As people increasingly spend more time working online, the threat of cyber attacks grows. Many insurers are now offering personal cyber insurance to minimize financial damage if someone gets hacked.

A recent email from my bank offered up something I hadn’t seen before; cyber insurance. “Cyberattacks are on the rise,” the subject heading read, “are you protected?” 

It piqued my interest because while most of us are aware we are vulnerable to cyber crime, we already know the steps we can take to protect ourselves. We use difficult passwords, two-factor authentication and try to steer clear of phishing scams. So I wondered whether this type of insurance would be necessary for me.

Personal cyber insurance can cover expenses related to identify theft, fraud, ransomware and even cyberbullying. My bank was offering policies with coverage ranging from $10,000 to $50,000. The least expensive policy would cost a little more than $5.00 per month. Customers wouldn’t need to meet a deductible for identity theft, but would have a $250 deductible for other coverages. Some insurance companies are offering this protection, often as an add-on to a homeowner’s insurance policy and have even higher options for coverage.

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A cyber insurance policy could cover a wide variety of online crimes including payment for a ransom demand in case someone hacked into and took control of your computer and demanded money to release it. It may cover fraudulent charges to a checking account by accessing it online or through a debit card. The coverage may also pay for legal fees and loss of income if a stranger hurts your reputation by posting fake or personal information online. It could cover your losses if you send money to someone in a phishing scam or in case a criminal steals your identity. The policy may also pay for mental health services if someone cyberbullies you or your child and may possibly even cover relocation expenses if necessary.

Should you look into a cyber insurance policy?

It will take some evaluation of your online habits to decide whether or not you should invest in a cyber insurance policy. Be honest with yourself about what you are doing to minimize your risk of a cyber attack. If you are participating in best practices to keep your online information safe, a cyber insurance policy may not be necessary. But if you, or a loved one, frequently falls prey to phishing scams, identity theft or has a public profile that may come under attack, you might consider purchasing some coverage.

While I’ve never had my identity stolen, a car burglar did get their hands on of some of my credit cards recently. None of the credit card companies held me responsible for the fraudulent charges. And you may want to check your homeowner’s insurance policy. Some of them cover certain types of fraud which may include crimes like identity theft and phishing scams.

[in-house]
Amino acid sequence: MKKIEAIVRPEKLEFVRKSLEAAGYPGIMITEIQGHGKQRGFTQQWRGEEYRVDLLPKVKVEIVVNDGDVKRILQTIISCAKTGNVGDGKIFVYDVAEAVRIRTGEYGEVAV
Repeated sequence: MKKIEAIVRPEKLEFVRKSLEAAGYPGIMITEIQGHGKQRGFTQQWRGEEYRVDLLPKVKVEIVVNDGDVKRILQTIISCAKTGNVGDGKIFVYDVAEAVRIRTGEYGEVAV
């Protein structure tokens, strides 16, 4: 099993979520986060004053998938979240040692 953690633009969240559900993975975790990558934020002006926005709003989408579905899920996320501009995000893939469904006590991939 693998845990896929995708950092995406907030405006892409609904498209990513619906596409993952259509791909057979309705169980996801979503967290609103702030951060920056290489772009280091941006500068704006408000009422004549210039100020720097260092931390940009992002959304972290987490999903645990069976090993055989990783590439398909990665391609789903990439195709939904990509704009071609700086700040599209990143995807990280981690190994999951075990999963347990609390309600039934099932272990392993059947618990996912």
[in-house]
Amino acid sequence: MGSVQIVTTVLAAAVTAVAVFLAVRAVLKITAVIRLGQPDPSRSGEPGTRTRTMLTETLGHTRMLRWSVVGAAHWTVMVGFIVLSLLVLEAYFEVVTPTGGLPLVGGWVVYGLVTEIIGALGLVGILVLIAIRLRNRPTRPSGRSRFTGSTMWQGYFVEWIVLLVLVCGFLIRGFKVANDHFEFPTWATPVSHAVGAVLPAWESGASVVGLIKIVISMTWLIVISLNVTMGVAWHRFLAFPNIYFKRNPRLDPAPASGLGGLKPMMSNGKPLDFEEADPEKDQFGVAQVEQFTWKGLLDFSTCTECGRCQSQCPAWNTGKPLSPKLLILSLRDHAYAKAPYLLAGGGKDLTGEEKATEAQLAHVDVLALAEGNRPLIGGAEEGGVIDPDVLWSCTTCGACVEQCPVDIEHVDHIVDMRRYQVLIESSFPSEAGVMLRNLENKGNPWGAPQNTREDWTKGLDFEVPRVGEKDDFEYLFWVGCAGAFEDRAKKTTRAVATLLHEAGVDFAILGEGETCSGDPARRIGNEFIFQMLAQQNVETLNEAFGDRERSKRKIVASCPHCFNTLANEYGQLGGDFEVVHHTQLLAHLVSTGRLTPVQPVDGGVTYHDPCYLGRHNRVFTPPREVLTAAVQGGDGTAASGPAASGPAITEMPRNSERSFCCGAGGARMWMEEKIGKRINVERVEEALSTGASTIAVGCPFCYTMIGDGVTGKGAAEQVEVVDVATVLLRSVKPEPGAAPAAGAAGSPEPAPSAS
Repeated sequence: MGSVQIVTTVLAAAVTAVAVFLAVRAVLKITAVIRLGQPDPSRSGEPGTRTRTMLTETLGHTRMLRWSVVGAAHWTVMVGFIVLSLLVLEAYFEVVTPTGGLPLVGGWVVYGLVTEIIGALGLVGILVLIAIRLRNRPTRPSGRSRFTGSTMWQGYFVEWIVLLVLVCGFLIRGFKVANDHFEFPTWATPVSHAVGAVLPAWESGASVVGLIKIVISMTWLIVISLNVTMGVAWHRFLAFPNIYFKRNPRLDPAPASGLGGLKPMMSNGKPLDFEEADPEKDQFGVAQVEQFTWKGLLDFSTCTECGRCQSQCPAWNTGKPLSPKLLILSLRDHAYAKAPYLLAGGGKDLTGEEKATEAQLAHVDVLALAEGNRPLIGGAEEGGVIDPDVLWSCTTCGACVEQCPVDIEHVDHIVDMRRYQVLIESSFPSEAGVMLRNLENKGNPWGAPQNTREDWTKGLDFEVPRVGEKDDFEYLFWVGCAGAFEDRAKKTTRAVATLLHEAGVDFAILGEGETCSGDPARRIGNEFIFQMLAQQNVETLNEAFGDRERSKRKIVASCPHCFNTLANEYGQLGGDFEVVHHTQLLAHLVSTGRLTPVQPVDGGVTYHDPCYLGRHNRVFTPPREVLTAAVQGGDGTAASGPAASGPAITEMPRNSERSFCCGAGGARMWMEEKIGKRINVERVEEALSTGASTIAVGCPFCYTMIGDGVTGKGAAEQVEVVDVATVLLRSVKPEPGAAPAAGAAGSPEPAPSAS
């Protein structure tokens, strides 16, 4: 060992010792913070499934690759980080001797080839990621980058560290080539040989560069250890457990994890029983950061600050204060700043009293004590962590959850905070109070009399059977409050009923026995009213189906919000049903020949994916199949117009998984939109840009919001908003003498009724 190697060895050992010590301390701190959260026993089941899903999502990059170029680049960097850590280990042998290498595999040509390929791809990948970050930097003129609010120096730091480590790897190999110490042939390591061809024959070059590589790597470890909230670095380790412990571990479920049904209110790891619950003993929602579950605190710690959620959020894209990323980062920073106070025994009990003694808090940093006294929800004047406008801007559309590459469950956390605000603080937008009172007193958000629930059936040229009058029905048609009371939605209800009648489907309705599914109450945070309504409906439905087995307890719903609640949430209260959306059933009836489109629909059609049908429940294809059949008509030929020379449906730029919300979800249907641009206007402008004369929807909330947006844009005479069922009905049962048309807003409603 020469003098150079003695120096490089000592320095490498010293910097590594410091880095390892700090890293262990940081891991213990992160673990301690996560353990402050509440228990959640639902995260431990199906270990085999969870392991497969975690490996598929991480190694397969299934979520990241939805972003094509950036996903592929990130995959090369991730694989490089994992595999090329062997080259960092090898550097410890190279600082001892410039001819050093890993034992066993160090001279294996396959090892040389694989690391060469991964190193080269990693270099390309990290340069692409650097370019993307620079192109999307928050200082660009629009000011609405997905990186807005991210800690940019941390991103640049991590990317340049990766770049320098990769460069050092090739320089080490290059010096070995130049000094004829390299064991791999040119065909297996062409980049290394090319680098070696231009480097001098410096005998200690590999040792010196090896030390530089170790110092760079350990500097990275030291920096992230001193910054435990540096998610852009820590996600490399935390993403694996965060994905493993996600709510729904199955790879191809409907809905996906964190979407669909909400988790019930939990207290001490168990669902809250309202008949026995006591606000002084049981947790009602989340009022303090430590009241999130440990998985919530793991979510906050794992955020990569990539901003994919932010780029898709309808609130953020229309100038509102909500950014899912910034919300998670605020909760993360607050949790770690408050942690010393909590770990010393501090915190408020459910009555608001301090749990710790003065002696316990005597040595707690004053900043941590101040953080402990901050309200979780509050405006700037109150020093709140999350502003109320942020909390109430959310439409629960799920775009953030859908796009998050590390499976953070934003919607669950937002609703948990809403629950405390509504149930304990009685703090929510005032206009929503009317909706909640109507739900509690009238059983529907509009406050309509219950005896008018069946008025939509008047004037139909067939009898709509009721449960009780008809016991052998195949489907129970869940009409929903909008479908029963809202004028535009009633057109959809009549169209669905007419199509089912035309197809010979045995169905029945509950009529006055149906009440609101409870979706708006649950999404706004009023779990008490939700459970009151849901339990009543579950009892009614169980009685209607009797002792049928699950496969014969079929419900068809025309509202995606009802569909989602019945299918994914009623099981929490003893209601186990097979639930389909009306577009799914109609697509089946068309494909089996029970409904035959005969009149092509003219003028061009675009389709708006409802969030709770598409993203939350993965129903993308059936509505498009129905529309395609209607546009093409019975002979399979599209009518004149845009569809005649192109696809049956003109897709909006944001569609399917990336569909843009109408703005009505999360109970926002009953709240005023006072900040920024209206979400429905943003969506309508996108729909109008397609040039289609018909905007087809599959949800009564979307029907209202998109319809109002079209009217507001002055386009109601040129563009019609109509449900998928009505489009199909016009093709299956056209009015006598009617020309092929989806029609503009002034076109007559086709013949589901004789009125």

Whether or not you decide to purchase personal cyber insurance, you can lower the risk of any cyber attack by taking preventive actions.

Do the two-step

Two-factor authentication adds one extra step when logging on to certain websites to make sure it’s really you. Sometimes the website will text a code to your phone or ask a security question or want a fingerprint ID. It’s not much to ask to double-check the right person is logging into a website with sensitive information like a bank account or a school portal.

Pump up your passwords

Birthdays, pet’s names and your favorite sports teams don’t cut it as strong passwords, even if you put the number one and an exclamation point at the end. Each password should be long, unique and complicated. Most devices help you out now with their own password managers, so use them. Some of those password managers are great about letting you know when you’ve duplicated a password (a big no-no) or when one has been compromised by hackers.

Use caution before clicking

Phishing scams can come through emails or texts and usually encourage you to click a link. Maybe you’ve seen some of the popular types that make the rounds such as, “Your Netflix account has been frozen,” or “Please login to your gmail account and update your password.” If you click, malware may download on your computer or you might go to a website that looks legitimate, but only exists to steal your information. Better to type in the known website address instead of clicking on any link.

Don’t wait to update

Hackers often find their way into your digital life through flaws in software. Making sure all devices and apps have the latest software updates can help. If you see the option for automatic software updates, turn them on.

Taking all of the precautions still can’t guarantee that you won’t be the victim of a cyber attack, but it might be enough to stave off the need to buy insurance against it.

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